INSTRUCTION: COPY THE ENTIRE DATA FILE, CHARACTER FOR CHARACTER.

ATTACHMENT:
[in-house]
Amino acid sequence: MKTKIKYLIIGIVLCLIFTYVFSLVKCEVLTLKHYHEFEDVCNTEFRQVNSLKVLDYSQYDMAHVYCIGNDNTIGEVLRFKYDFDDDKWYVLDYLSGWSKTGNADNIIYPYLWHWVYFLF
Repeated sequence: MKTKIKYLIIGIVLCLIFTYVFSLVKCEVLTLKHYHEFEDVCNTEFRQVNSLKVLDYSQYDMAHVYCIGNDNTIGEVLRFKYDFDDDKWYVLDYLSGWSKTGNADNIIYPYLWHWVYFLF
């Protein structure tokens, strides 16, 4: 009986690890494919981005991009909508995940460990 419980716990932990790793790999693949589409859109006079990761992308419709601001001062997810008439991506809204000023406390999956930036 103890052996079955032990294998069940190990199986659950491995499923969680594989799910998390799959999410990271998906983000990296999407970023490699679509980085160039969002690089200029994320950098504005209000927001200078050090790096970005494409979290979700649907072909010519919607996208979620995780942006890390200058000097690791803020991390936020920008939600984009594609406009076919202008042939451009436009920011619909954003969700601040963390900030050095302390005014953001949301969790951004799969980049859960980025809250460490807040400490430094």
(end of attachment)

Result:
[in-house]
Amino acid sequence: MKTKIKYLIIGIVLCLIFTYVFSLVKCEVLTLKHYHEFEDVCNTEFRQVNSLKVLDYSQYDMAHVYCIGNDNTIGEVLRFKYDFDDDKWYVLDYLSGWSKTGNADNIIYPYLWHWVYFLF
Repeated sequence: MKTKIKYLIIGIVLCLIFTYVFSLVKCEVLTLKHYHEFEDVCNTEFRQVNSLKVLDYSQYDMAHVYCIGNDNTIGEVLRFKYDFDDDKWYVLDYLSGWSKTGNADNIIYPYLWHWVYFLF
């Protein structure tokens, strides 16, 4: 009986690890494919981005991009909508995940460990 419980716990932990790793790999693949589409859109006079990761992308419709601001001062997810008439991506809204000023406390999956930036 103890052996079955032990294998069940190990199986659950491995499923969680594989799910998390799959999410990271998906983000990296999407970023490699679509980085160039969002690089200029994320950098504005209000927001200078050090790096970005494409979290979700649907072909010519919607996208979620995780942006890390200058000097690791803020991390936020920008939600984009594609406009076919202008042939451009436009920011619909954003969700601040963390900030050095302390005014953001949301969790951004799969980049859960980025809250460490807040400490430094």